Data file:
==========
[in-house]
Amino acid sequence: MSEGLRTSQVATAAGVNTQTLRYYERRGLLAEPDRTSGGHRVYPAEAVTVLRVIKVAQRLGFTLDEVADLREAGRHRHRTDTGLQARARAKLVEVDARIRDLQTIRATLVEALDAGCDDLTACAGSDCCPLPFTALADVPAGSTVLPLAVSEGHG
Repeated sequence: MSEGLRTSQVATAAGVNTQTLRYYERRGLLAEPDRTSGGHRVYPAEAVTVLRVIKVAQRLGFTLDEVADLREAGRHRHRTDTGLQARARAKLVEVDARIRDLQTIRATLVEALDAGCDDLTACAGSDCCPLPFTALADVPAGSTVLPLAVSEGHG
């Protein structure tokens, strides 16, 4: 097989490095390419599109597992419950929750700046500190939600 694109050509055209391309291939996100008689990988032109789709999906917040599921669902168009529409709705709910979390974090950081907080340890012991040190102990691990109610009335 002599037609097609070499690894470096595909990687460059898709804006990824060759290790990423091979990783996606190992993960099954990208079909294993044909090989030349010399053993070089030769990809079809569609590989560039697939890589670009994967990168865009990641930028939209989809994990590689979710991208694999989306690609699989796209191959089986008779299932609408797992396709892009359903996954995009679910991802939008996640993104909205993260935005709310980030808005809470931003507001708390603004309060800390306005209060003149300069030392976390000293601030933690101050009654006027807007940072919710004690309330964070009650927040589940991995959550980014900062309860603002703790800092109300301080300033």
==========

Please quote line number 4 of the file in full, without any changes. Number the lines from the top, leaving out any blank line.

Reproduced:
């Protein structure tokens, strides 16, 4: 097989490095390419599109597992419950929750700046500190939600 694109050509055209391309291939996100008689990988032109789709999906917040599921669902168009529409709705709910979390974090950081907080340890012991040190102990691990109610009335 002599037609097609070499690894470096595909990687460059898709804006990824060759290790990423091979990783996606190992993960099954990208079909294993044909090989030349010399053993070089030769990809079809569609590989560039697939890589670009994967990168865009990641930028939209989809994990590689979710991208694999989306690609699989796209191959089986008779299932609408797992396709892009359903996954995009679910991802939008996640993104909205993260935005709310980030808005809470931003507001708390603004309060800390306005209060003149300069030392976390000293601030933690101050009654006027807007940072919710004690309330964070009650927040589940991995959550980014900062309860603002703790800092109300301080300033």